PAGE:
(a) Two views of the map of electrostatic potential for a molecule of 1c; (b) LUMO of 1c; (c) contour plot of the electron localization function in the iso-tellurazole plane.

There is only one published53 crystallographic determination of an iso-selenazole N-oxide (3-methyl-phenyl-, 2b), which features a centro-symmetric dimer formed by a pair of antiparallel SeO interactions. The analogous structure for 1c2, could only be optimized by imposing symmetry constraints. In their absence, the geometry converges to a dimer bridged by only one TeO interaction (d=2.40 Å) in which the two heterocycles define an inter-planar angle of 87.6°, which is consistent with all the observed structures of the aggregates of 1a and 1b. The structures of the cyclic 1c4 tetramers (chair and boat conformations) and the hexamer 1c6 were also optimized, in each case vibrational calculations return all real frequencies confirming that all are minima in the potential-energy surface. Structures of hypothetical trimer and pentamer cyclic aggregates could not be satisfactorily optimized, the preferred nearly perpendicular orientation of the iso-tellurazole rings imposes a preference for an even number of molecules in a cyclic aggregate. Periodic calculations used to optimize the infinite chain 1c, based on the structure observed in the crystal of 3(1b)·(C6H6). The results of these calculations are summarized in Table 1 as thermodynamic parameters for aggregation equilibria.

Table 1 Calculated (PBE-D3) thermodynamic parameters of aggregation in gas phase.

Coordination of a transition-metal ion

Mixing [Pd(NC-CH3)4](BF4)2 with 1b dissolved in a CH2Cl2/acetonitrile mixture yields a dark brown mixture, its visible absorption spectrum features a well-defined shoulder at 500 nm. Job’s continuous variations method showed that this spectrum is due to a complex of 1:4 stoichiometry (Fig. 1), the composition of which was confirmed by a structural determination from crystals grown by slow diffusion of an acetonitrile solution of the metal salt into a CH2Cl2 solution of 1b. Figure 6a,b displays two views of the structure of the coordination complex in the crystal of [Pd(1b4)](BF4)2·2(CH2Cl2)2. The crystal structure features the tetrameric aggregate of 1b in the boat conformation while the metal centre displays a square planar coordination geometry with Pd–Te distances (2.5804(4)Å) that are comparable to those measured in complexes of anionic tellurium ligands55; the Te–Pd–Te trans bond angles of 172.38(2)° denote a slight pseudo D2d distortion. This crystal structure features metal depletion due to partial occupation of the coordination sites. CH2Cl2 molecules replaced the tetrafluoroborate anions in proportion to the missing metal ions. After refinement, the final ratios of occupancies from two crystals grown in separate batches, 0.863(7) and 0.797(5), are different as expected for independently prepared samples.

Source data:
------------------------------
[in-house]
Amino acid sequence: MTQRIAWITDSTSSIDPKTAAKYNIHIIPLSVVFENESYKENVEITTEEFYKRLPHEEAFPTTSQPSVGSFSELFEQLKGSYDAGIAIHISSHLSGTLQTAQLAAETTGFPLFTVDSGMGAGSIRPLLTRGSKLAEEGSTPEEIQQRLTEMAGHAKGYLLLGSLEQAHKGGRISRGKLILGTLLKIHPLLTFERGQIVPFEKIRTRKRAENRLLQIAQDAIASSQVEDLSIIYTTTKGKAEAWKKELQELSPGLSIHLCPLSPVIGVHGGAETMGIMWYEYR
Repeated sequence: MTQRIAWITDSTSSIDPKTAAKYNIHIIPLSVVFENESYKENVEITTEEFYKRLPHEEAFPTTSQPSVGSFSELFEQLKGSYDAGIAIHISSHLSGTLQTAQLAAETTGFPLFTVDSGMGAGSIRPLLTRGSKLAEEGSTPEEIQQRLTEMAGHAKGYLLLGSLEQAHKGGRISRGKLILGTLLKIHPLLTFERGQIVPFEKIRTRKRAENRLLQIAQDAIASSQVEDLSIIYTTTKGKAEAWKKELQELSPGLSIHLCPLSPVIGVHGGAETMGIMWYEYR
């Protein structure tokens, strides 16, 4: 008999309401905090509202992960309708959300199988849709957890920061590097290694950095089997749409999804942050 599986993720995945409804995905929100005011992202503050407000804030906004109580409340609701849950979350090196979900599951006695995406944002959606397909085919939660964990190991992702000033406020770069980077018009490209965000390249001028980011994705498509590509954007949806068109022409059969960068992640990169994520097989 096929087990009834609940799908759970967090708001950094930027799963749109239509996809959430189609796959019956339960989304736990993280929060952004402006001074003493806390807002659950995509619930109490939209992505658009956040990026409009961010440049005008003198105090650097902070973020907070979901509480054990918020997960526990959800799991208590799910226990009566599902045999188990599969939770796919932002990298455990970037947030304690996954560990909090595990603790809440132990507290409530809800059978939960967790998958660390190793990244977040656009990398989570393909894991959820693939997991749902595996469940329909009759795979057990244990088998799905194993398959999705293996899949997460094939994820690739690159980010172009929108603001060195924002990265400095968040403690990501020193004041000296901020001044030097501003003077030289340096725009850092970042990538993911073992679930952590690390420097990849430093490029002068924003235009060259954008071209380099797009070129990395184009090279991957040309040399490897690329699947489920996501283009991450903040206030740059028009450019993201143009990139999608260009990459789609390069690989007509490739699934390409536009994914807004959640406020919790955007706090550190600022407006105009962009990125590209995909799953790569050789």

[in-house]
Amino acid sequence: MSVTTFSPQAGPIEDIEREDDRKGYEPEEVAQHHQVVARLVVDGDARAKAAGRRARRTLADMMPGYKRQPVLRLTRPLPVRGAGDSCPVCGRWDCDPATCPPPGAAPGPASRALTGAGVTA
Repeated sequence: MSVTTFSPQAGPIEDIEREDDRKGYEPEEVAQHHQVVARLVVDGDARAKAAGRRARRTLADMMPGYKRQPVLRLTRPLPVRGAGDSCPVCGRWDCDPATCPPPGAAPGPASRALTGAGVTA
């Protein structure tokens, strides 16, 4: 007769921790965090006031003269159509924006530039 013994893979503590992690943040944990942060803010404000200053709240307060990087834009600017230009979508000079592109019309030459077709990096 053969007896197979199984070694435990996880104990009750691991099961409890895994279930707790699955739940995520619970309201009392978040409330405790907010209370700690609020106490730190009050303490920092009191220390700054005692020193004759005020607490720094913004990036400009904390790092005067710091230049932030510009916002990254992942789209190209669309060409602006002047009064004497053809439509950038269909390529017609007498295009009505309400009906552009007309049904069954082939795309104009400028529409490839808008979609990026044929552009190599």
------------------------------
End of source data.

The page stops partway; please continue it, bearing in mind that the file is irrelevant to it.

Figure 6: Detail of the crystal structures of the derivatives of the macrocyclic tetramer 1b4.
figure 6

(a,b) ORTEP perspectives of the [Pd(1b4)]2+ complex along (0,1,0) and along (2,1,0), respectively. (c) ORTEP of the crystal structure of 1b4·C60. All displacement ellipsoids are shown at 75% probability. (d) Space-filling depiction of molecular packing the same crystal.

C60 adduct

Mixing 1b with C60 in chloroform immediately yields a solid that is not soluble enough for spectroscopic investigations. However, slow diffusion of C60 into a solution of 1b produces crystals of composition 4(1b)·C60 (Fig. 1). Along the b-axis, the crystal structure features stacks of alternating fullerene molecules and distorted boat conformers of the 1b4 aggregate (Fig. 6c). Compared with the boat 1a4, in the adduct crystal the iso-tellurazole heterocycles are tilted towards the meridional plane of the macrocycle to maximize their contact with the fullerene. The stack is not symmetrical, there are two distinct distances between the centroids defined by the 4 tellurium atoms of each 1b4 aggregate and the fullerene molecule, the closest macrocycle engaged in two short TeC contacts (3.457(4) Å, cf., the sum of van der Waals radii 3.76 Å) with the fullerene. The C60 molecule is slightly distorted, it features three crystallographically distinct diameter values (6.952(5), 6.9393(5) and 6.9223(5) Å), which evokes a Jahn–Teller distortion that would result from electron transfer into the t1u LUMO56. However, there are no significant changes in the bond distances and angles of 1b4 in this structure and the material is diamagnetic. As compared with the other crystalline phases in this report, the main differences are in the torsion angles only. Along c, the C60 molecules are organized in a columnar arrangement with even CC spacing of 3.496 Å (Fig. 6d). The distance between C60 centroids is 10.533(2) Å, longer than the 10.008 Å observed in the crystal of pure C60 (ref. 57), and may be determined by the size of the macrocycle.